‘Search Party’: stories of trouble and rescue
Seattle author Valerie Trueblood’s new story collection, “Search Party: Stories of Rescue,” shows the author as a skilled storyteller and perceptive observer of the social order. Trueblood reads Wednesday, July 24, at Seattle’s Elliott Bay Book Co.
Special to The Seattle Times
The author of “Search Party” will appear at 7 p.m. Wednesday at the Elliott Bay Book Co., 1521 10th Ave., Seattle; free (206-624-6600 or elliottbaybook.com).
Valerie Trueblood’s latest book, “Search Party: Stories of Rescue” (Counterpoint, 256 pp., $15.95), is full of neglected children and troubled adults who suffer some form of torment or deprivation inflicted by their actions or circumstance. Whether they will be delivered from that which ails them, as the title implies, is a whole different matter.
Take, for instance, Mary Ann in “Who Is He That Will Harm You.” She’s in medical school when her live-in boyfriend turns on her, when “she saw in his face something she had not learned about in her years of learning everything rapidly and well.”
The permanent brain damage resulting from his violent attack ends her career plans and channels her life in a different direction. So it’s not until a decade or so later that Mary Ann discovers the conspiracy of silence that she paid for, in spades.
Then there’s Robert, the 60-something widower in “Guatemala”: A structural engineer whose own structure has failed, he’s recovering from a stroke at his beach cabin when his sons and their girlfriends arrive to check up on Dear Old Dad.
Here’s a man struggling to hold himself above the tide of old age. “Was that what his wife would have said?” he asks himself, trying to rescue himself from irrelevance. “He still patted along some dusty shelf for Ann’s opinions.”
His visitors feel like exotic birds, especially the crippled young woman named Lupe, a refugee from Guatemala. Her appeal escapes him — that is, until she takes a late-night plunge into the salty sea. An honest-to-gosh rescue: Well, apparently, deliverance comes in many stripes.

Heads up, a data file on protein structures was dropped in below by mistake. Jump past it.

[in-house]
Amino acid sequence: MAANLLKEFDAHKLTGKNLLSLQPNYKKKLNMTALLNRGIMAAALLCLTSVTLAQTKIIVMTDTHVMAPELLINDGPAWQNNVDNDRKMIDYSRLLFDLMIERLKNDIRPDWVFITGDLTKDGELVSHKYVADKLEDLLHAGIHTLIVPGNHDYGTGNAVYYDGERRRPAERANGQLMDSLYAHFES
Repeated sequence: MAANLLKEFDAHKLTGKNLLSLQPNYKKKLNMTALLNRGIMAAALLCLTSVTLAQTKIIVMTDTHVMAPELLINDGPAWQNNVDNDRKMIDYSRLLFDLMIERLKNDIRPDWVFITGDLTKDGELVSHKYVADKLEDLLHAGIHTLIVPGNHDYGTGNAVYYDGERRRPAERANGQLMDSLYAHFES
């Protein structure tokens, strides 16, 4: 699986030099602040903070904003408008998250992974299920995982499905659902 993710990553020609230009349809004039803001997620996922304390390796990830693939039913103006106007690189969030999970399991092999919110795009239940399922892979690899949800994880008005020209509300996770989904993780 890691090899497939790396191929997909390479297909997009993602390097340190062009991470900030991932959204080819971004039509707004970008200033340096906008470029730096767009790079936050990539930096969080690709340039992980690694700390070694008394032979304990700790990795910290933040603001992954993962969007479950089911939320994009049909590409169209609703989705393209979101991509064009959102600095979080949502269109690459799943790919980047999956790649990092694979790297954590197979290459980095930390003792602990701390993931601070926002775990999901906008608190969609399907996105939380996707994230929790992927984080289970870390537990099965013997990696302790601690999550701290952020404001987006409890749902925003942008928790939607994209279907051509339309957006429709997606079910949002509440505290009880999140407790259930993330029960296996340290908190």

This, Trueblood’s second short-story collection, suffers from the inclusion of a few stories so fragmentary that they seem like ideas waiting to be developed rather than finished work.
In “Street of Dreams,” for example, a real-estate agent shelters his children in one unsold house after another until Child Protective Services catches up with them in a place where the table is set with “platters instead of plates, and glasses as big as pitchers, and thick, tasseled napkins.” The story ends after 3½ pages — hardly enough to coax meaning out of this juxtaposition of homelessness and the excesses of modern culture.
The longer works, however, show the Seattle writer’s skills not only as a storyteller but also as a perceptive observer of the social order. In “Blue Grotto,” she follows a teenage baby-sitter who’s left with a very sick child while the parents run off to a fundraiser — the income gap summed up in this vignette about one poor teen and a set of upper-middle-class strivers.
In “Later or Never,” Lawrence, who has multiple sclerosis, rails about the past women in his life to his heavyset caregiver, Cami, and she listens “in the understanding that this was a race to which she did not belong and for which she did not have to answer.”
The 50-page title story is particularly noteworthy, seemingly involving two sisters whose lives are forever marked when one goes missing on the day that the other is born. But the real shared trauma lies somewhere else. Cherchez la femme.
Ellen Emry Heltzel is a Portland writer and book critic.